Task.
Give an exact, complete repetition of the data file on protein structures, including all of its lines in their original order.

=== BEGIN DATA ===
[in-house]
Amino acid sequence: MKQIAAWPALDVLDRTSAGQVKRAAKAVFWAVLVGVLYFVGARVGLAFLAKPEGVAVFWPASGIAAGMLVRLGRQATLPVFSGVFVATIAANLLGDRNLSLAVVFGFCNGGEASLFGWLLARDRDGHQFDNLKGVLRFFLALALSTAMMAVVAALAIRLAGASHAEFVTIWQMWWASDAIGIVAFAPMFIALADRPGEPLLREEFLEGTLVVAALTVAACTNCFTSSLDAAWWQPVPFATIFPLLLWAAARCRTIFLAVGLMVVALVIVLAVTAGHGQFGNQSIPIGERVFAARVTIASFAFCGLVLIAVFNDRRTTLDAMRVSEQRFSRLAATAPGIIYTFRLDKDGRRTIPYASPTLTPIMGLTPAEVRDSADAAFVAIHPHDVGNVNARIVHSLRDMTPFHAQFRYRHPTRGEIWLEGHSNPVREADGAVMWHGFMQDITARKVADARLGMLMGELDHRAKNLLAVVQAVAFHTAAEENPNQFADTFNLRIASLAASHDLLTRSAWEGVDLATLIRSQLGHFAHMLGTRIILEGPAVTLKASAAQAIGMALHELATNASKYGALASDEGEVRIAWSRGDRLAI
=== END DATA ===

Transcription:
[in-house]
Amino acid sequence: MKQIAAWPALDVLDRTSAGQVKRAAKAVFWAVLVGVLYFVGARVGLAFLAKPEGVAVFWPASGIAAGMLVRLGRQATLPVFSGVFVATIAANLLGDRNLSLAVVFGFCNGGEASLFGWLLARDRDGHQFDNLKGVLRFFLALALSTAMMAVVAALAIRLAGASHAEFVTIWQMWWASDAIGIVAFAPMFIALADRPGEPLLREEFLEGTLVVAALTVAACTNCFTSSLDAAWWQPVPFATIFPLLLWAAARCRTIFLAVGLMVVALVIVLAVTAGHGQFGNQSIPIGERVFAARVTIASFAFCGLVLIAVFNDRRTTLDAMRVSEQRFSRLAATAPGIIYTFRLDKDGRRTIPYASPTLTPIMGLTPAEVRDSADAAFVAIHPHDVGNVNARIVHSLRDMTPFHAQFRYRHPTRGEIWLEGHSNPVREADGAVMWHGFMQDITARKVADARLGMLMGELDHRAKNLLAVVQAVAFHTAAEENPNQFADTFNLRIASLAASHDLLTRSAWEGVDLATLIRSQLGHFAHMLGTRIILEGPAVTLKASAAQAIGMALHELATNASKYGALASDEGEVRIAWSRGDRLAI